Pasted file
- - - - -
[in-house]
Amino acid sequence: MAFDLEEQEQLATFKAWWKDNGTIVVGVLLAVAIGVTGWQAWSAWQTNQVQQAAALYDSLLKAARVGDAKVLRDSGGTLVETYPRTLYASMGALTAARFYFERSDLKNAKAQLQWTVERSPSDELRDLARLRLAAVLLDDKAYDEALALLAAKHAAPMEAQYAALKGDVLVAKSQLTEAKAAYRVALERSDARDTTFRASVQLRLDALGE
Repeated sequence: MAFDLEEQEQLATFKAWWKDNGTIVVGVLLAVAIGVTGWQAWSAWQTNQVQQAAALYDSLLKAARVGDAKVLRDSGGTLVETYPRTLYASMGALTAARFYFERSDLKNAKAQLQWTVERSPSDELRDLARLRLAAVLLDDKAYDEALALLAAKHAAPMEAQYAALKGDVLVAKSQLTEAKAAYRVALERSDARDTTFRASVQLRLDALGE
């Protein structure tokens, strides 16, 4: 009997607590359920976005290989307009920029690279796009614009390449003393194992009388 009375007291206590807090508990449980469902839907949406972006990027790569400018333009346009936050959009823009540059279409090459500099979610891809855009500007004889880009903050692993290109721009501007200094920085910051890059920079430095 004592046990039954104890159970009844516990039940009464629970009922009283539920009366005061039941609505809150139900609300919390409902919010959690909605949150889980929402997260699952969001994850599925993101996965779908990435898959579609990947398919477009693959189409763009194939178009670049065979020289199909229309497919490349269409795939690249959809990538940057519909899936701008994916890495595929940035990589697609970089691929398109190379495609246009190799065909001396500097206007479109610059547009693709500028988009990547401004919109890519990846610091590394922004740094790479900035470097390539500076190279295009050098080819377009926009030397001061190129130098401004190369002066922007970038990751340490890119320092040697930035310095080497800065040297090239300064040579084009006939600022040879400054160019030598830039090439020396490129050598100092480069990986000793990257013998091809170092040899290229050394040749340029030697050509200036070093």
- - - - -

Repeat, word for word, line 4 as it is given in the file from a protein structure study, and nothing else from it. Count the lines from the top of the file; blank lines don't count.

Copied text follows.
């Protein structure tokens, strides 16, 4: 009997607590359920976005290989307009920029690279796009614009390449003393194992009388 009375007291206590807090508990449980469902839907949406972006990027790569400018333009346009936050959009823009540059279409090459500099979610891809855009500007004889880009903050692993290109721009501007200094920085910051890059920079430095 004592046990039954104890159970009844516990039940009464629970009922009283539920009366005061039941609505809150139900609300919390409902919010959690909605949150889980929402997260699952969001994850599925993101996965779908990435898959579609990947398919477009693959189409763009194939178009670049065979020289199909229309497919490349269409795939690249959809990538940057519909899936701008994916890495595929940035990589697609970089691929398109190379495609246009190799065909001396500097206007479109610059547009693709500028988009990547401004919109890519990846610091590394922004740094790479900035470097390539500076190279295009050098080819377009926009030397001061190129130098401004190369002066922007970038990751340490890119320092040697930035310095080497800065040297090239300064040579084009006939600022040879400054160019030598830039090439020396490129050598100092480069990986000793990257013998091809170092040899290229050394040749340029030697050509200036070093």